GORDON Strachan was entertained rather than heartened by Wednesday night’s game between Germany and Argentina in Dusseldorf. Describing Germany’s shock 4-2 defeat as a “celebration of football”, the Scotland manager is not now about to make the mistake of reading too much into it ahead of Sunday’s opening Group D Euro 2016 qualifying clash in Dortmund.
He issued a reminder yesterday that it had been only a friendly. Things are due to get serious again on Sunday night, for Scotland as well as Germany. Strachan said he is “excited” about the prospect after a summer spent watching the World Cup in Brazil as a pundit for ITV.
Scotland have not played a competitive match since rounding off their World Cup qualifying campaign with a victory over Croatia at Hampden Park on 15 October – almost a year ago. “I didn’t mind Rio, that was good fun,” said Strachan yesterday. “But that was just fantasy football. This is real.”
As his assistant Mark McGhee did earlier in the week, Strachan cautioned against believing Scotland have nothing to lose at Westfalenstadion. Some have described the clash as amounting to a friendly as far as Scotland are concerned, given that very few believe they can secure anything of worth from a trip to play the recently-crowned world champions. But Strachan warned that this isn’t the case.
There is always plenty on the line and Scotland can ill-afford a heavy loss after making such great strides recently, and before a run of three more competitive games in just nine weeks. While perhaps making reference to a 5-0 defeat in his first game as Celtic manager against Artmedia Bratislava, Strachan said he knows how hard it is to lift yourself following a multi-goal loss. Brazil themselves couldn’t do it after the remarkable 7-1 World Cup semi-final defeat by Germany in Belo Horizonte, going down meekly to the Netherlands in the third and fourth place play-off.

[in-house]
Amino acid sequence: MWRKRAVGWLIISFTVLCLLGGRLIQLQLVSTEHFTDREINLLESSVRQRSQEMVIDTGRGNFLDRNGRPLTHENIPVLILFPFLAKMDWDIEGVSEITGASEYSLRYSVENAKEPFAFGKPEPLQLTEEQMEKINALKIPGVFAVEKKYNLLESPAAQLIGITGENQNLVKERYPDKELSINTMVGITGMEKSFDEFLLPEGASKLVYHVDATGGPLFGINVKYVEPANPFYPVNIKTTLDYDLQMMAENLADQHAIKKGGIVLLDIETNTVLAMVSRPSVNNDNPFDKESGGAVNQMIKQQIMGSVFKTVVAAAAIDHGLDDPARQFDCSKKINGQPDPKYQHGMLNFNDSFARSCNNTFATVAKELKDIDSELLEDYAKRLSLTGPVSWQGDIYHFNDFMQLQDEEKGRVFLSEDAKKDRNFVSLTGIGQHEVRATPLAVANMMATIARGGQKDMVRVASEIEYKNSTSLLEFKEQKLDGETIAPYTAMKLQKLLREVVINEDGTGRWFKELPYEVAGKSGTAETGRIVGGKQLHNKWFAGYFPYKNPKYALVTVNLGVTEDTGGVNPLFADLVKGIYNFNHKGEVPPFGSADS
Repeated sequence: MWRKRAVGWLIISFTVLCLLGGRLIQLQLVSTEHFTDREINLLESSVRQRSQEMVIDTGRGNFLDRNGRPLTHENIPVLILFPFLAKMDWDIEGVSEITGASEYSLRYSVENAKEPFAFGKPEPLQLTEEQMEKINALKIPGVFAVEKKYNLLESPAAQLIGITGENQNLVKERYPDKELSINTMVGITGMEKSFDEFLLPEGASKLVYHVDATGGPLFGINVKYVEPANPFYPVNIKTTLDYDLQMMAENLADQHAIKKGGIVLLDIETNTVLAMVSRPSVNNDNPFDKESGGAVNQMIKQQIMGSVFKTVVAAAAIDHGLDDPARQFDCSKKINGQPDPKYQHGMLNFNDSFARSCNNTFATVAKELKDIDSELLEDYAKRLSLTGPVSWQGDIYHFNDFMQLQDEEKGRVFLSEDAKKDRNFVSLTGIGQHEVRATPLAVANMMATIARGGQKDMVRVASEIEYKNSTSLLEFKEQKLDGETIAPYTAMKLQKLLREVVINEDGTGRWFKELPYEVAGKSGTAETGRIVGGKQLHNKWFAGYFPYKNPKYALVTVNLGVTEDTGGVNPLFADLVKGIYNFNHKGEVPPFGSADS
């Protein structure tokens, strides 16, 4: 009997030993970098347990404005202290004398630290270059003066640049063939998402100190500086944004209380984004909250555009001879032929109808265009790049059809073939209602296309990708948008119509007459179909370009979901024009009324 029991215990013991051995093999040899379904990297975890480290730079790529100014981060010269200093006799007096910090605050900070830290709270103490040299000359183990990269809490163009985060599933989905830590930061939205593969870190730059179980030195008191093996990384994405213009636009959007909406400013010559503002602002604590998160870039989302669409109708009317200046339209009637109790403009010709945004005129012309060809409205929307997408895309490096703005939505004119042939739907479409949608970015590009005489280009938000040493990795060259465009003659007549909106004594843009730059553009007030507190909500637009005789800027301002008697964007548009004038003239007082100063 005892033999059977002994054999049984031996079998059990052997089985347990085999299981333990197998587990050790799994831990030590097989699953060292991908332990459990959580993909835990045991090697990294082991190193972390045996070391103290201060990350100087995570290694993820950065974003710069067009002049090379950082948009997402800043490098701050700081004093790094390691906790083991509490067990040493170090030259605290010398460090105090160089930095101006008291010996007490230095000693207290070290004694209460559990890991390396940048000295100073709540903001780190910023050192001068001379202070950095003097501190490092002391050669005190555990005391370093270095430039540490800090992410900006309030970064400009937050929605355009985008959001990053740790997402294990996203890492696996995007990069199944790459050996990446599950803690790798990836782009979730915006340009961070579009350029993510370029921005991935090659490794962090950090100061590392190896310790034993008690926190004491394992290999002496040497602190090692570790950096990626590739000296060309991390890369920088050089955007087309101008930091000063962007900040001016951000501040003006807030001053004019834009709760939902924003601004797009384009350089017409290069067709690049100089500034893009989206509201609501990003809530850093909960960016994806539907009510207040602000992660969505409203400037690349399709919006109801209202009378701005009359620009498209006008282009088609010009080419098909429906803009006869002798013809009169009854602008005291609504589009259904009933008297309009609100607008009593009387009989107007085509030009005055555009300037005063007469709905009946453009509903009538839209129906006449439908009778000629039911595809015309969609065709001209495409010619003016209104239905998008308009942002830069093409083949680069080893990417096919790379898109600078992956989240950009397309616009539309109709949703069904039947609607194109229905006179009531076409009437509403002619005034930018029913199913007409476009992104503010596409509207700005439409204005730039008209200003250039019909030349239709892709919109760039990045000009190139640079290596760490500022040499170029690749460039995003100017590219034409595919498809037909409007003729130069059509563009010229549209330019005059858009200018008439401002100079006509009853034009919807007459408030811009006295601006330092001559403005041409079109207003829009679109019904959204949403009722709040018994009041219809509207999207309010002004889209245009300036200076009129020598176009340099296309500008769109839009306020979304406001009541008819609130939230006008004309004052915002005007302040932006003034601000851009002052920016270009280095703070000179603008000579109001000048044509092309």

“We have plenty to lose,” stressed Strachan, who is relishing the beginning of what he hopes will be a first full campaign in charge of the national team. “I remember teams playing Celtic in a cup final and saying they had nothing to lose – well, yes they did.
“If you get beaten badly it’s not great,” he added. “I’ve been there. Someone tells me I have nothing to lose and then I get beaten it doesn’t feel great, I can tell you. No matter what the score, losing is never great.
It doesn’t work simply saying ‘Ah, but it’s Germany’. It’s never great to lose.”
Strachan chose not to play a friendly this week and yet Scotland have still managed to lose three important players in Hull City’s Andy Robertson, Ipswich Town’s Christophe Berra and West Bromwich Albion’s Graham Dorrans through injury. Midfielder Dorrans dropped out yesterday morning, after Robertson and Berra had been forced to withdraw on Wednesday.
Despite that, nothing has happened this week to convince Strachan he should have done things differently.
“Had we played a friendly we’d only have one day to prepare and that’s with boys who may have been a bit tired,” he said. “I think the intensity we have had out of the boys in training this week couldn’t have been done if we’d had a friendly. No chance.”